ANGRY USERS OF STEEL AND LUMBER KEEP PROFILE HIGH
Higher Prices and Supply Shortages Already Reported
Washington, DC - Consumers and downstream users of steel, lumber and other imported products struggling as a result of trade restrictions imposed by the Bush Administration took their stories to Washington trade professionals, the diplomatic corps and Washington media outlets this week.
Jon Jenson, Chairman of the Consuming Industries Trade Action Coalition (CITAC), spoke yesterday to a group assembled to discuss the impact of President Bush's section 201 steel decision. Jenson stated that the 30% tariffs recently imposed are "costing the economy significantly," and "jeopardizing international trading relationships."
Providing examples of damage to the domestic economy, Jenson said steel users are being told that certain types of steel are not available until mid-July or August and that producers are rationing their output, putting customers on allocation. At least one producer has stopped taking orders entirely. The resulting shortage is creating a "dramatic increase in price." In the last four months, hot rolled sheet, widely used by downstream users, has gone from $210/ton to $320/ton today, according to American Metal Markets. The next increase is expected in July, and if predictions of $350/ton from noted steel market analyst Charles Bradford are correct, the price would reflect a 70% increase over the last six months.
"For companies that can only afford a 10% increase in input costs before they lose profitability, a 70% increase is devastating," stated Jenson. "Steel makes up 40-70% of the cost of the products I'm talking about. The steel price impact is enormous."
Jenson went on to describe two specific companies already hit hard. A steel-using company in Grand Rapids, Michigan recently lost $6.5 million in business and will be forced to cut jobs. Its long-time customer, located just down the street, is moving production abroad to take advantage of world-competitive steel prices.
Another company, also in Michigan, is laying off 200 workers because one of its main inputs - stainless steel bar - is 40% cheaper in France. Productivity at the French facility is lower, but the steel price differential overrides the productivity factor.
Laura Baughman, co-author of the CITAC study "Economic Effects of ITC Relief Recommendations," described the higher prices and supply shortages in the steel market at a Washington International Trade Association (WITA) meeting on April 16. Many have been put on allocation by their suppliers, have seen prices rise 10 to 20% and have lost millions of dollars in contracts to competitors oversees who have access to world-priced steel.
In response to a question about steel users passing on price cuts when steel was at a twenty-year low (1998-2000), Baughman referred to the Consumer Price Index, noting that the prices of both cars and appliances declined over the period. "We're talking about the small businesses making the automotive parts. They have to sign contracts with customers promising 5% price decreases each year. If there is any savings, it is passed on to the consumer. Steel-using industries also were a powerful job engine, bringing on 848,000 new employees between 1997 and 2000."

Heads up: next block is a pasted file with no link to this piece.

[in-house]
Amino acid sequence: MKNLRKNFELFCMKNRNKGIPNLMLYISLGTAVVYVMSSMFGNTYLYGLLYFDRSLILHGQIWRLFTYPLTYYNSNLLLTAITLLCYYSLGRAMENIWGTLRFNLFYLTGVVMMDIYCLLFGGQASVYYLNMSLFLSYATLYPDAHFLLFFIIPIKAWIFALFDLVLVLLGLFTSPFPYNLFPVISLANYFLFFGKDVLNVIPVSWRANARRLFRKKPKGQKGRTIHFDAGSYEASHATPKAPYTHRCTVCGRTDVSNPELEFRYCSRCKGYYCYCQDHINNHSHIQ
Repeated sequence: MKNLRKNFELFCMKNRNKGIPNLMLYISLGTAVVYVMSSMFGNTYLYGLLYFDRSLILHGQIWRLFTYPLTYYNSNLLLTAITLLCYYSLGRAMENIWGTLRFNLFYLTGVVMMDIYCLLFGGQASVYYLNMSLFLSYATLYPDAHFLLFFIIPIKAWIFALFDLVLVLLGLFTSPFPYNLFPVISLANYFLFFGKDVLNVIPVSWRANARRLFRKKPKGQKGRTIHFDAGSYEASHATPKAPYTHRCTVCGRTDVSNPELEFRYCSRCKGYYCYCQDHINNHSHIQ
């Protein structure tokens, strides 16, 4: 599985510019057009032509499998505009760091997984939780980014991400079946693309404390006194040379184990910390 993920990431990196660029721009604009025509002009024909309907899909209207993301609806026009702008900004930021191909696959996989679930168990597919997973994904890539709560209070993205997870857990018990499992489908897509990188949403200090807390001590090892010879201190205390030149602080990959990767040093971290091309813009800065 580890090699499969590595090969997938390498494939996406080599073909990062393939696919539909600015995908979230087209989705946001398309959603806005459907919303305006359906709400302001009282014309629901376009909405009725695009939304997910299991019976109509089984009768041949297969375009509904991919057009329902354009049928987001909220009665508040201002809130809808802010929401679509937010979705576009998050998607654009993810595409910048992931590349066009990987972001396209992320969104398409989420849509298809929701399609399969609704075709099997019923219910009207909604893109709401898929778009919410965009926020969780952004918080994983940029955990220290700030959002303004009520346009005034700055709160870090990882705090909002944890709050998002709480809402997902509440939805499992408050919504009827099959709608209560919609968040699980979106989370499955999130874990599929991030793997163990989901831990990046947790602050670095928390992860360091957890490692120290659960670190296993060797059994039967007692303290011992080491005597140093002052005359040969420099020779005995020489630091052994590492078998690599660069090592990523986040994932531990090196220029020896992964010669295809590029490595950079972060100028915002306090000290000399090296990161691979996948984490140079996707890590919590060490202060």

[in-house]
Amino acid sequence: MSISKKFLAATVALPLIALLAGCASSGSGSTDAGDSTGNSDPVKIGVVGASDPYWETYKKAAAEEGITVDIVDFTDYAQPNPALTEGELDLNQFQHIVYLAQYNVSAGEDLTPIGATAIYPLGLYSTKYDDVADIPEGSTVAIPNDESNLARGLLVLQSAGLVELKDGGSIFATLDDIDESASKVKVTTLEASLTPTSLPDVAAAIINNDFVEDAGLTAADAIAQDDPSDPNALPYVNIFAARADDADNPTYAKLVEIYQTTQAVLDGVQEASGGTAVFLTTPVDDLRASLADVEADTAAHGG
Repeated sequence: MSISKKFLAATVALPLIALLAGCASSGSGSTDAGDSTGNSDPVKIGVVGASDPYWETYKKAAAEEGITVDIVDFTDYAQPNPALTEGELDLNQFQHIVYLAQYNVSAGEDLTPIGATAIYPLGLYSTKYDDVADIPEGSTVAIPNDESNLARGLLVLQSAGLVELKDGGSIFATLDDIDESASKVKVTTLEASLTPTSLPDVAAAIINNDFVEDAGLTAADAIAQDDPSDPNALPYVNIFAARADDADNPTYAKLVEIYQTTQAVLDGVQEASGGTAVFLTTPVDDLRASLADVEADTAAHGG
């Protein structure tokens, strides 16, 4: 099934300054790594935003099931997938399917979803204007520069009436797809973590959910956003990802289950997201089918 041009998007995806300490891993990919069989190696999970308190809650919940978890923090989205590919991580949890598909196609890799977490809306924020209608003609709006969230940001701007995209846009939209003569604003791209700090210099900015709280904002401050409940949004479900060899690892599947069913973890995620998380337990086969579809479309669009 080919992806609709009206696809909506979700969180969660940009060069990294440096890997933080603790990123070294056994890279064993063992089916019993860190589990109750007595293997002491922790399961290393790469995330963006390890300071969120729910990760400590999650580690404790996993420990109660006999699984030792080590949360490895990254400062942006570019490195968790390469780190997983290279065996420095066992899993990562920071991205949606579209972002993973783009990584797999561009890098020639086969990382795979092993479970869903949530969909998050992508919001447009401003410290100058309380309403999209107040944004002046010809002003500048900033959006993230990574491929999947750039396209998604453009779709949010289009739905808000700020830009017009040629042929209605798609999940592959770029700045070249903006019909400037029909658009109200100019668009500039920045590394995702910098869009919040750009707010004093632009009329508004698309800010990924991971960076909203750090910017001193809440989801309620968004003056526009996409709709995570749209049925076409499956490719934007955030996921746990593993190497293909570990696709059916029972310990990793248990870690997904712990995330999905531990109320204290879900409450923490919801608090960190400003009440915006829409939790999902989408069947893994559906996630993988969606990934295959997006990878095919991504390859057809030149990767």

Susan Petniunas of American Consumers for Affordable Housing (ACAH) also participated in the WITA panel and urged participants to express their concerns to the Administration about impending 29% tariffs on Canadian softwood lumber. Petniunas said the new taxes will add nearly $1,500 to the price of a new home, pricing close to 450,000 families out of the housing market because they cannot qualify for mortgages.
Consumers for World Trade (CWT) representative Robin Lanier chaired the session, noting that individual American consumers ultimately pay the bill for trade restrictions. For example, the annual cost to an American family of textile and apparel restrictions reaches $700. As a result, associations like CWT and ACAH have thrown their weight behind a bill to improve the standing of downstream users, and therefore consumers, in trade cases.
CITAC is leading the effort for passage of The Transparency and Fairness Trade Act (HR 2770), which would create opportunities for downstream industries to participate in, and receive more balanced outcomes from, the U.S. trade policymaking process. The bill has two essential components: 1) bringing downstream industries into the trade debate by making purchasers full parties to trade cases; and 2) exempting imports temporarily from trade remedy actions if they are not made in the United States or are in short supply.
In addition to promoting HR 2770, Jenson said CITAC will continue to educate American manufacturers, support exclusion requests and opportunities, and continue to voice the concerns of downstream users caught in the fruitless cycle of protectionism.
CITAC is a coalition of companies and organizations committed to promoting a trade arena where U.S. consuming industries and their workers have access to global markets for imports that enhance the international competitiveness of American firms.